NTUU "KPI" Institute of Physics and Technology

Department of Information Security


Operating Systems

The course “Operating Systems” is taught both for students of speciality 125 Cyber Security (professional-educational program Systems, Technologies and Mathematical Methods of Cybersecurity), and for students of speciality 113 Applied Mathematics (various educational-professional programs)

Course Annotation

The main purpose of the course “Operating Systems” is to provide students with knowledge of how modern operating systems are arranged, and to develop practical skills of working with, and the basics of administration of modern UNIX-like operating systems on the example of Linux OS.

The architecture and design of operating systems, requirements for them, the main subsystems, possible algorithms and ways to implement resources management are studied. The methods and mechanisms of CPU time allocation, process interaction, resource sharing, and memory allocation are discussed in detail. The principles of organization of input-output and file systems are studied. The basics of implementation of distributed systems are considered.

The layout of the “Operating Systems” course is motivated by the requirements of the professional-educational programs and links to other courses studied before, after, and in parallel with this course. The course syllabus is aimed at both forming students’ outlook, expanding their ideas about modern information and communication technologies, mastering general principles, and gaining practical skills in performing tasks within the range of subjects covered in this course. This influences the choice of material (outlining the basic principles, basic information and most typical modern examples).

The lectures are provided with the use of modern technical means (presentations). Modular test work is carried out in the form of a set of tests using the moodle system. The lectures and the content of the computer practicum are adjusted annually to the latest versions of software and new technologies. The lectures and the assignments of the computer practicum are available to students electronically from the website of the department, FTP-site of the Institute of Physics and Technology and on the electronic campus of the Igor Sikorsky Kyiv Polytechnic Institute. Methodical approaches are coordinated at the Institute od Physica and Technology Methodological Seminar.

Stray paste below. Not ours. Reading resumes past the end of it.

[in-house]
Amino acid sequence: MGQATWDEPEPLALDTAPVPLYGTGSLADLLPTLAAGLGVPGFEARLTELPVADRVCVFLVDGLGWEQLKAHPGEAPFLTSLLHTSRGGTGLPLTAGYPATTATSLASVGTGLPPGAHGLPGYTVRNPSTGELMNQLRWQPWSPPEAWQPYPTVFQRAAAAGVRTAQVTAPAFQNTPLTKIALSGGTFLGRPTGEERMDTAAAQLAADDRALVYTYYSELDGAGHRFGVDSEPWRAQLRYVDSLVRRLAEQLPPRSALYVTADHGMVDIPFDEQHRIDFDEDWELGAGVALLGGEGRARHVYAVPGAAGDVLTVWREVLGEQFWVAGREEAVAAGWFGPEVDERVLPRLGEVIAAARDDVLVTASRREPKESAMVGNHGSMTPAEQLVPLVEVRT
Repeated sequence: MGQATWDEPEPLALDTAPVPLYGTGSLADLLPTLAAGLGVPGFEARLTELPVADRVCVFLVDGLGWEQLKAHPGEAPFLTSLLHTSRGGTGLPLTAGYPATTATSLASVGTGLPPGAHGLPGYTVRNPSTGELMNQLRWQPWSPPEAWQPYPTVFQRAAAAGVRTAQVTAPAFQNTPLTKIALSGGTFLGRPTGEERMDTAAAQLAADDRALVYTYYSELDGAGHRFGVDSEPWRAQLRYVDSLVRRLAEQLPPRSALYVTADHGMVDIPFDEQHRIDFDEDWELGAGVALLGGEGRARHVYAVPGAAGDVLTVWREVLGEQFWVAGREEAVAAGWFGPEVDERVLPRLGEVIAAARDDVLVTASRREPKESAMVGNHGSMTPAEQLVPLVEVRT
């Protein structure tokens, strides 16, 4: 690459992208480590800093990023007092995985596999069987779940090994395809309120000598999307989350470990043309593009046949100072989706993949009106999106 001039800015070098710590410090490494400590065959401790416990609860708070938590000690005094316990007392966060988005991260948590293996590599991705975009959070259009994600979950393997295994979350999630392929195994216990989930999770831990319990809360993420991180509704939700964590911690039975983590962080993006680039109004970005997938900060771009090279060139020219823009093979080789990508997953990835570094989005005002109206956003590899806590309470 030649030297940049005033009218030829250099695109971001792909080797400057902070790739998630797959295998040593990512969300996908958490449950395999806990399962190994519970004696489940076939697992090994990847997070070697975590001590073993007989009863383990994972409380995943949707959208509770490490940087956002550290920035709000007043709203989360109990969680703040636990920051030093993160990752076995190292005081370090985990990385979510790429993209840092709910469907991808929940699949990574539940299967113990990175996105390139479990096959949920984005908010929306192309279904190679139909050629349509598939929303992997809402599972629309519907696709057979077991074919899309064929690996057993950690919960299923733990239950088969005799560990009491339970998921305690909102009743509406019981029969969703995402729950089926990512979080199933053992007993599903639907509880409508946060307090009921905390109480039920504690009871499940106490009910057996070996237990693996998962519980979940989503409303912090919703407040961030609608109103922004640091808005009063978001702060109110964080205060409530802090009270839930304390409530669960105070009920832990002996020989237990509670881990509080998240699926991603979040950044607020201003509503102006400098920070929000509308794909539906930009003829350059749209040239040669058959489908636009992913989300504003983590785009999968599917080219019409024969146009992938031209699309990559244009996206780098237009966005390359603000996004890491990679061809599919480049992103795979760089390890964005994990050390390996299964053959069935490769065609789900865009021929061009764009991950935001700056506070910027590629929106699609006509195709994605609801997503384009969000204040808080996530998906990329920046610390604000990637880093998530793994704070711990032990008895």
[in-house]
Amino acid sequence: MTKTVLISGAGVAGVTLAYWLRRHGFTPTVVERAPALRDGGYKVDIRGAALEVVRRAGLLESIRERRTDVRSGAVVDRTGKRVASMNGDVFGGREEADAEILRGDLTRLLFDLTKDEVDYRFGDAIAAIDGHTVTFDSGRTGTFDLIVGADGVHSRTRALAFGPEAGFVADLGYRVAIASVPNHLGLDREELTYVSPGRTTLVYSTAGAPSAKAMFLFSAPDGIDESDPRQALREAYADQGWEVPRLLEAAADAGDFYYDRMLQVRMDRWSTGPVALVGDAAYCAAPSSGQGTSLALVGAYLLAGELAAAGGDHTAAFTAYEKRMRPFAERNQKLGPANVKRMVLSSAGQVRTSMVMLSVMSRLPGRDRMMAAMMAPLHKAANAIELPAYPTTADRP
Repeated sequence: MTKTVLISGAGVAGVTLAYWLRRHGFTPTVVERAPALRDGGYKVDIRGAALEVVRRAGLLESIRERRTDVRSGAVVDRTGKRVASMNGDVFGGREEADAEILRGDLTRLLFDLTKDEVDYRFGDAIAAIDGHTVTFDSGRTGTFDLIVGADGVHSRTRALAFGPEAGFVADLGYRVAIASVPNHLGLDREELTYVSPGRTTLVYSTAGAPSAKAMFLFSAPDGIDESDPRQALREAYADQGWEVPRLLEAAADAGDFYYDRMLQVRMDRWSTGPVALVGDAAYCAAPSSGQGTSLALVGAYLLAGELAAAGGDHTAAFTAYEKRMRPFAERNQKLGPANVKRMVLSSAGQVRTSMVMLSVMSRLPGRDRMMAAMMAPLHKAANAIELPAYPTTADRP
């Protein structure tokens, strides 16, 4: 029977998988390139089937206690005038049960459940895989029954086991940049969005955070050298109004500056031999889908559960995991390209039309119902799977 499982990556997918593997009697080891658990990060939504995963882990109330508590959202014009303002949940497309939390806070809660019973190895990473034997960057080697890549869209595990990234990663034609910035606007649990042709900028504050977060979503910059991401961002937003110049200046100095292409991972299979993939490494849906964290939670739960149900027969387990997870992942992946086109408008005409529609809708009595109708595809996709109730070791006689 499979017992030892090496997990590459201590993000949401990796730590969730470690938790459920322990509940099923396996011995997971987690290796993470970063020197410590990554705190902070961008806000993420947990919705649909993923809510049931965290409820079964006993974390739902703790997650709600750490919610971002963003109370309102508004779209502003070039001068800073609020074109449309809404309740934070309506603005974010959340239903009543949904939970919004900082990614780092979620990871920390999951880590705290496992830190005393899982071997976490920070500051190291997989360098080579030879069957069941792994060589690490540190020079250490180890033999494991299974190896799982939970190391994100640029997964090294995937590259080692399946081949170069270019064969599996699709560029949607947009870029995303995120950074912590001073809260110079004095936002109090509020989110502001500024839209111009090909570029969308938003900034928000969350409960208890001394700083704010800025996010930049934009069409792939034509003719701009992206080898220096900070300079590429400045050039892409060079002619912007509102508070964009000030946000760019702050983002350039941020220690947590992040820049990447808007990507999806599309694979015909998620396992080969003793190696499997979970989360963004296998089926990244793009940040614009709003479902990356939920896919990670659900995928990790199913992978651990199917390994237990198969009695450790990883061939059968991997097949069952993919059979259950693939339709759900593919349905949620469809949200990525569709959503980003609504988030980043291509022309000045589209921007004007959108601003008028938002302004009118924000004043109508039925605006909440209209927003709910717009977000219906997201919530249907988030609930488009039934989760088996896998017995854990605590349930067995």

The place of the discipline in the training program

It is assumed that before studying the “Operating Systems” course, students are already familiar with Windows operating systems at least in the scope of the school curriculum. This course must be preceded by Information Technology and Computer Systems Architecture courses, as well as Programming – Structural approach. This course is a prerequisite for the study of the courses “Security of operating systems and computer networks” and “Special sections of programming (System programming)”.

Skills Required

  1. Ability to work with a Windows computer (search the web, install applications, prepare reports in Libre Office Writer, or Microsoft Word).
  2. Knowledge of structural programming fundamentals.
  3. Ability to read and understand documentation (to the extent of the baseline utility and system calls) in English.

Learning Outcomes

As a result of studying the “Operating Systems” course students will be able to:

  1. Analyze the architecture of an operating system, identify the core components, formulate requirements for the operating system based on specific applications.
  2. Understand the process and thread management principles in operating systems, these principles implementation in modern operating systems (including Windows and Linux).
  3. Monitor and manage active processes, use Linux operating system software interfaces for automated process management tasks.
  4. Understand the principles and know the software mechanisms of synchronization and process interaction, apply these mechanisms on Linux.
  5. Understand the memory management principles and their implementation in modern operating systems (including Windows and Linux).
  6. Monitor memory usage on Linux and manage memory allocation and release by software.
  7. Understand the I/O management principles in operating systems, these principles implementation in modern operating systems (including Windows and Linux).
  8. Understand the file system organization principles, know the modern file systems structure, basic operations to work with them, and use Linux software interfaces to monitor and manage file systems.
  9. Understand the distributed systems organization principles and basic distributed file systems and remote procedures call realization.

Lectures on the “Operating Systems” course are read by Associate Professor of Information Security Department Mykola Graivoronskyi